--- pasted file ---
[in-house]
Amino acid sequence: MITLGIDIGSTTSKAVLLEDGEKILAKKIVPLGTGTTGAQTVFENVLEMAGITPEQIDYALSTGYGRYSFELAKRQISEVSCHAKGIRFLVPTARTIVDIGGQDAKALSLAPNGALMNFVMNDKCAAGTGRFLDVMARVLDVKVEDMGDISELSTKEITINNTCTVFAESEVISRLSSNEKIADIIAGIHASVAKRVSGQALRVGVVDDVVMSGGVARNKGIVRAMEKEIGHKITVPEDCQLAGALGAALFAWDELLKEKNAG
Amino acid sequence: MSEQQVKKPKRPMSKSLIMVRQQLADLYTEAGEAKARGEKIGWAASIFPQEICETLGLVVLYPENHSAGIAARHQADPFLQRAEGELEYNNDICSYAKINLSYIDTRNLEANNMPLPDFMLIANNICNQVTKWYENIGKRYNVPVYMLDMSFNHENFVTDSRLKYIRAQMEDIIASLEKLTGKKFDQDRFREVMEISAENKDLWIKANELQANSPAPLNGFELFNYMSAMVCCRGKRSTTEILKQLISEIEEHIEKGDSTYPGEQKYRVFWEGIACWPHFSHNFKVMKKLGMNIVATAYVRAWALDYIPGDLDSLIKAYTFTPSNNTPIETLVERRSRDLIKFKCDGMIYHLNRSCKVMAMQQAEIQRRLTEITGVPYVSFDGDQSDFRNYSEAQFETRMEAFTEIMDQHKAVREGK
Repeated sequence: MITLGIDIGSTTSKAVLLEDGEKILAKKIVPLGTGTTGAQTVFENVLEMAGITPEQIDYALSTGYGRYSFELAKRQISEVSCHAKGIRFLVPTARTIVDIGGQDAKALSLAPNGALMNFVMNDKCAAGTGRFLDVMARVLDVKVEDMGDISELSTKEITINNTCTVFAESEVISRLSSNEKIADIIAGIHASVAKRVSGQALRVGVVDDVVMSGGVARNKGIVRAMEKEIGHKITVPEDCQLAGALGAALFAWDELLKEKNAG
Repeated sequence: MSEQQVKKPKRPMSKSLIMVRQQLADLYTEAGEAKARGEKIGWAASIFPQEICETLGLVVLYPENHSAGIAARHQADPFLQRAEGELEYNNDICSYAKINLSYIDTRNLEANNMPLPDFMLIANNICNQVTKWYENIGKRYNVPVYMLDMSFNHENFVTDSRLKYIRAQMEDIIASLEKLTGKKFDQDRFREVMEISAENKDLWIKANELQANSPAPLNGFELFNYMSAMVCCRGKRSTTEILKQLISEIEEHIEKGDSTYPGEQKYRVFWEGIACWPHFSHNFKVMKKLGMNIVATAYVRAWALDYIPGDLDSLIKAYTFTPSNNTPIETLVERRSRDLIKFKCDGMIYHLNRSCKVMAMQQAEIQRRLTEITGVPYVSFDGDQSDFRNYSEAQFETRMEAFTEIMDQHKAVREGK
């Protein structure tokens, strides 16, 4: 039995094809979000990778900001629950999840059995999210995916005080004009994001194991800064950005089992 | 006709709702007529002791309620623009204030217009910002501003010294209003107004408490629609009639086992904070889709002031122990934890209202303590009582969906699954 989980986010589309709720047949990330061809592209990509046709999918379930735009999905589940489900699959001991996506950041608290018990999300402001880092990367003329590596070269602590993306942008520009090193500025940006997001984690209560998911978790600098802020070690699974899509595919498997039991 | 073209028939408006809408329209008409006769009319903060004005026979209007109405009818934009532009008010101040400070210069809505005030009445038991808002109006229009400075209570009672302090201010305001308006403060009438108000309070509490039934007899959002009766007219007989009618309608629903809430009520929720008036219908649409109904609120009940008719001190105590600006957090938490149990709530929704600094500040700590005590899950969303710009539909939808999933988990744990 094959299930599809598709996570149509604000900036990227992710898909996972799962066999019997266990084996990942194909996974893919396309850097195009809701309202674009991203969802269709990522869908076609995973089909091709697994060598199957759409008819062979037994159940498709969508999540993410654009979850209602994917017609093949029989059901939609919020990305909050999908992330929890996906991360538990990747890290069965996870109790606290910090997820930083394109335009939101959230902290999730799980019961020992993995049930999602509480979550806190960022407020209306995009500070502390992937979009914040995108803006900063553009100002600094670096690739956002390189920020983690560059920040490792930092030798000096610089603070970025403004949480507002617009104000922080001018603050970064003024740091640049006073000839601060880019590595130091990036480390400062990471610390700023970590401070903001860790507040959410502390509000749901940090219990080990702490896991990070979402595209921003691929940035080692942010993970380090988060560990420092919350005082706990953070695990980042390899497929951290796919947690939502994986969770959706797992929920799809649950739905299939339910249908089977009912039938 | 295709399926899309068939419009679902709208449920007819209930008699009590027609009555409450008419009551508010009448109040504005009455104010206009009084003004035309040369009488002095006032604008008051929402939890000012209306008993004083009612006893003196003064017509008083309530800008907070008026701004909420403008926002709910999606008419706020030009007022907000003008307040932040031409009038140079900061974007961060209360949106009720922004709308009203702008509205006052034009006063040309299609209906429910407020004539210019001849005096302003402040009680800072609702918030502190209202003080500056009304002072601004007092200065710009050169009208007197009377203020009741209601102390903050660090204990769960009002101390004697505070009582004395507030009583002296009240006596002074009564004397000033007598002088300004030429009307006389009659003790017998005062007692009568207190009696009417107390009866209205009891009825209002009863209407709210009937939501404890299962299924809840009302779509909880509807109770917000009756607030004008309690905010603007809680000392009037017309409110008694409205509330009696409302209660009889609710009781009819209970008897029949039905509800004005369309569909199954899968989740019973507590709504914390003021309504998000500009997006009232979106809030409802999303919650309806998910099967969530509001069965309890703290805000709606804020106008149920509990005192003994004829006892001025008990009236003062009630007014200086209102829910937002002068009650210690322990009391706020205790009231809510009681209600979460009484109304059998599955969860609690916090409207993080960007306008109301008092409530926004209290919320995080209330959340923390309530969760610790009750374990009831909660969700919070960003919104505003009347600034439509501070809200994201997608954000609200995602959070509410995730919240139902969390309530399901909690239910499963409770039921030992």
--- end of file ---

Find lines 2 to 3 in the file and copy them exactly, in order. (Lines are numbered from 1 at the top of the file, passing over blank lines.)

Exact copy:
Amino acid sequence: MITLGIDIGSTTSKAVLLEDGEKILAKKIVPLGTGTTGAQTVFENVLEMAGITPEQIDYALSTGYGRYSFELAKRQISEVSCHAKGIRFLVPTARTIVDIGGQDAKALSLAPNGALMNFVMNDKCAAGTGRFLDVMARVLDVKVEDMGDISELSTKEITINNTCTVFAESEVISRLSSNEKIADIIAGIHASVAKRVSGQALRVGVVDDVVMSGGVARNKGIVRAMEKEIGHKITVPEDCQLAGALGAALFAWDELLKEKNAG
Amino acid sequence: MSEQQVKKPKRPMSKSLIMVRQQLADLYTEAGEAKARGEKIGWAASIFPQEICETLGLVVLYPENHSAGIAARHQADPFLQRAEGELEYNNDICSYAKINLSYIDTRNLEANNMPLPDFMLIANNICNQVTKWYENIGKRYNVPVYMLDMSFNHENFVTDSRLKYIRAQMEDIIASLEKLTGKKFDQDRFREVMEISAENKDLWIKANELQANSPAPLNGFELFNYMSAMVCCRGKRSTTEILKQLISEIEEHIEKGDSTYPGEQKYRVFWEGIACWPHFSHNFKVMKKLGMNIVATAYVRAWALDYIPGDLDSLIKAYTFTPSNNTPIETLVERRSRDLIKFKCDGMIYHLNRSCKVMAMQQAEIQRRLTEITGVPYVSFDGDQSDFRNYSEAQFETRMEAFTEIMDQHKAVREGK